June 24, 2009 / 6:13 PM / 9 years ago

US Treasury auction changes may overstate indirect bid

NEW YORK, June 24 (Reuters) - Recent changes to the way the U.S. Treasury tallies demand at its bond auctions may be artificially inflating “indirect bids,” a category used by investors as a loose proxy for foreign demand.

Foreign investors own more than a quarter of the Treasury market, making their continued interest in U.S. bonds of paramount importance to the market.

At the very least, the Treasury’s shift, made earlier this month, is confusing traders, prompting some to second-guess the apparent strong interest in recent auctions.

Indirect bids have been unusually strong of late, reaching a record 68 percent at Tuesday’s two-year note sale, and exceeding 62 percent at Wednesday’s sales of $37 billion in five-year notes.

“We’re not going to make much of that, given the information we’ve gotten on the rule changes,” said John Spinello, fixed-income strategist at Jefferies, a primary dealer. “The indirect bids are now going to be higher given the change in procedures.”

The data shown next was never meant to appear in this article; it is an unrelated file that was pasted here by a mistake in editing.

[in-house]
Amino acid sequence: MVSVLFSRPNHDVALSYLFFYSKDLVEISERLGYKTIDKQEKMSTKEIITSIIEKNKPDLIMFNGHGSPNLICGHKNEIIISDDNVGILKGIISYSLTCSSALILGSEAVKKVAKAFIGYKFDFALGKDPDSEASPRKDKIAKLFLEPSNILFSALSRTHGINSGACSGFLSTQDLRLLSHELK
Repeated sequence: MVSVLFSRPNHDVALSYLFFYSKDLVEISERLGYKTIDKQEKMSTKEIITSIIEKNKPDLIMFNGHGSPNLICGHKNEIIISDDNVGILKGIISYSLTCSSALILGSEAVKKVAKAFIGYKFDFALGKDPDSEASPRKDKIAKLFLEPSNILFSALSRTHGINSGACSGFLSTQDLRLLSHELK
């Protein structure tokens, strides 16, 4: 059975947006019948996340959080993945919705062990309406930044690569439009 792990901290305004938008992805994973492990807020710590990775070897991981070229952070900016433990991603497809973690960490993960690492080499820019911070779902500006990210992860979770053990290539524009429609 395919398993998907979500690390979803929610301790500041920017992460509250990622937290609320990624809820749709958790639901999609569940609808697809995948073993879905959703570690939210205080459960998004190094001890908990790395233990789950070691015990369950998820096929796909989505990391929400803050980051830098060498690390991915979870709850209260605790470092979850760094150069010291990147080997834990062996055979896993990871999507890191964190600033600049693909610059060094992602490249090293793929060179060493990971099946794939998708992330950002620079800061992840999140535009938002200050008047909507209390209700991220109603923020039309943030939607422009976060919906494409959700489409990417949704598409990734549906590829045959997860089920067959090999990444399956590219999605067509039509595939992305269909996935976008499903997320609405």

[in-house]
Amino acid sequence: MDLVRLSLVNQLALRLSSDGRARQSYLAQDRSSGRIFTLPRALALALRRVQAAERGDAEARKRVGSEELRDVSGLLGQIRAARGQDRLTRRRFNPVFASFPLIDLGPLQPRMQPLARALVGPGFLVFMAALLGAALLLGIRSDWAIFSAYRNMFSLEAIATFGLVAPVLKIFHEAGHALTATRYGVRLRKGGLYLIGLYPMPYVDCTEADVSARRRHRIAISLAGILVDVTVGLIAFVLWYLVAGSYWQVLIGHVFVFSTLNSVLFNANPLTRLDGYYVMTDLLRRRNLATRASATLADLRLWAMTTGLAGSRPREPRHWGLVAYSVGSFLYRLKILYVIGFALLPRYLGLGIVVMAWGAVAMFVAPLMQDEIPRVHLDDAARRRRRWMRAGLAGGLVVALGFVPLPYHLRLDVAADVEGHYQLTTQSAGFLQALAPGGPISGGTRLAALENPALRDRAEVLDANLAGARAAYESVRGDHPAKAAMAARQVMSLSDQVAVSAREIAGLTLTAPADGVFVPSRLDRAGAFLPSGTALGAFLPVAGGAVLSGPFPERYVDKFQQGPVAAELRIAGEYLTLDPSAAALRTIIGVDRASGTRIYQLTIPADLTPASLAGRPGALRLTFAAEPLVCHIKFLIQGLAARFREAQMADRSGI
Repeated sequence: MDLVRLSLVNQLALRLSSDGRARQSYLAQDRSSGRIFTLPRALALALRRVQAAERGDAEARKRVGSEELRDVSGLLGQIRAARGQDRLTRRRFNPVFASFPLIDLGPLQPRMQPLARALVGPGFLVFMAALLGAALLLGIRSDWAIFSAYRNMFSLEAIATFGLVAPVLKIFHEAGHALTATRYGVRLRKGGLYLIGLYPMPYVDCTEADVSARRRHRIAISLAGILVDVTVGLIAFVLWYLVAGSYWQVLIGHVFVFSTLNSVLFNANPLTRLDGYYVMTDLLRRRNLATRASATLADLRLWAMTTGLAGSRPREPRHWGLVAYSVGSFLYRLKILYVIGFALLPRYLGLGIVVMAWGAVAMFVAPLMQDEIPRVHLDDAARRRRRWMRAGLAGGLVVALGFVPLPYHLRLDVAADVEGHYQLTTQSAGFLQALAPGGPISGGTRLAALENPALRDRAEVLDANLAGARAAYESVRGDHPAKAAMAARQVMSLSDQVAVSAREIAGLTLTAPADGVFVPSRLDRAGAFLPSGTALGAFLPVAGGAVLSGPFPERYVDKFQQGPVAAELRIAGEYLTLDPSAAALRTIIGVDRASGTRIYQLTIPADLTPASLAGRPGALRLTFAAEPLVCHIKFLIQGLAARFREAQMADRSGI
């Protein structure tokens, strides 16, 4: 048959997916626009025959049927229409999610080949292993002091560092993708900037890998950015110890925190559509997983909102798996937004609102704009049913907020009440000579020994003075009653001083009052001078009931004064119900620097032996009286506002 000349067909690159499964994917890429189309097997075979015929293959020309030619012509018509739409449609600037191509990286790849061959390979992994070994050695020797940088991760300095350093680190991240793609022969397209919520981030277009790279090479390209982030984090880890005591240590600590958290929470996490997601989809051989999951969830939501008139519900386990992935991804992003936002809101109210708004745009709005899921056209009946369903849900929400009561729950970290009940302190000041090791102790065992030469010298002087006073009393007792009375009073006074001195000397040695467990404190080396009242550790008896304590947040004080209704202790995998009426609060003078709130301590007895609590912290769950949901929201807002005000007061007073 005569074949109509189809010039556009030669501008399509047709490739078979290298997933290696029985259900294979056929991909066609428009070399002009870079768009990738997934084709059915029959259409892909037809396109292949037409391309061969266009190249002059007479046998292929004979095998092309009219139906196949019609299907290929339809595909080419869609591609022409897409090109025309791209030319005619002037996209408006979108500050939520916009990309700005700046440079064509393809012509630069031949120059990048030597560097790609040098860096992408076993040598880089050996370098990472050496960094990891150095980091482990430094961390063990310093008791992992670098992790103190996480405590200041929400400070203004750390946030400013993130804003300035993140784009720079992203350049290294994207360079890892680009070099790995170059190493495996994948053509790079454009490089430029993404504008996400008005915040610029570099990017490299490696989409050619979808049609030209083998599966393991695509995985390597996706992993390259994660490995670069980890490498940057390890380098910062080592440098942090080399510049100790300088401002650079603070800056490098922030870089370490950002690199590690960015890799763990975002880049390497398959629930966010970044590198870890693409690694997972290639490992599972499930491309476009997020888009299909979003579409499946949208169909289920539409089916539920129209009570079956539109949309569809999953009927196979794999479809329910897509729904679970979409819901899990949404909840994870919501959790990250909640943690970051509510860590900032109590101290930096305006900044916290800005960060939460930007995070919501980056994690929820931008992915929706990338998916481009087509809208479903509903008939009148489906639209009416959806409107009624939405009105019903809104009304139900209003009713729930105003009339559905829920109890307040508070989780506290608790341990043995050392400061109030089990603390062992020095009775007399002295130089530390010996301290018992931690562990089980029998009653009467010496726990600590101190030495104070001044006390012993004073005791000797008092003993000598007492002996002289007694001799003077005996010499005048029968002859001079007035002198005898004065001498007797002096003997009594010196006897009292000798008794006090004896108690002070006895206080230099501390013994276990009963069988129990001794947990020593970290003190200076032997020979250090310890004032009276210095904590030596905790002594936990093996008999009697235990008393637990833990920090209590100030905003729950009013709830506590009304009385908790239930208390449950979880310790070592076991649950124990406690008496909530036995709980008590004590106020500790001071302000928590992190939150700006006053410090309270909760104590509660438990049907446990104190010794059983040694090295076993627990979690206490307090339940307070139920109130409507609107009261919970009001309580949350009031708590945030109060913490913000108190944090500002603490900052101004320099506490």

Indirect bids are defined as ones that do not go through primary dealers, large banks that do business directly with the Fed and are required to actively take part in Treasury auctions.

Top officials in China and Russia have expressed unease about the growing U.S. budget deficit, slated for a record $1.75 trillion in fiscal 2009 alone. This means that traders pay extra close attention to foreign demand figures.

The Treasury’s changes, contained in a June 1 entry to the Federal Register, relate to what it considers a “guaranteed bid.” Under the previous arrangement, once a primary dealer offered securities at a pre-specified level to its customer, that bid was considered to be the dealer’s own.

The matter was technical enough to confuse even industry veterans.

“We are not precisely sure what this all means,” said Ward McCarthy, managing director at Stone & McCarthy Research Associates in Princeton, New Jersey.

“We spoke with some very seasoned market players with decades of experience on dealer trading floors who were similarly unsure what to make of the contents of the Federal Register.”

The Federal Register entry can be found here

The Treasury was not immediately available for comment. (Additional reporting by Ellen Freilich and Kristina Cooke; Editing by Kenneth Barry)

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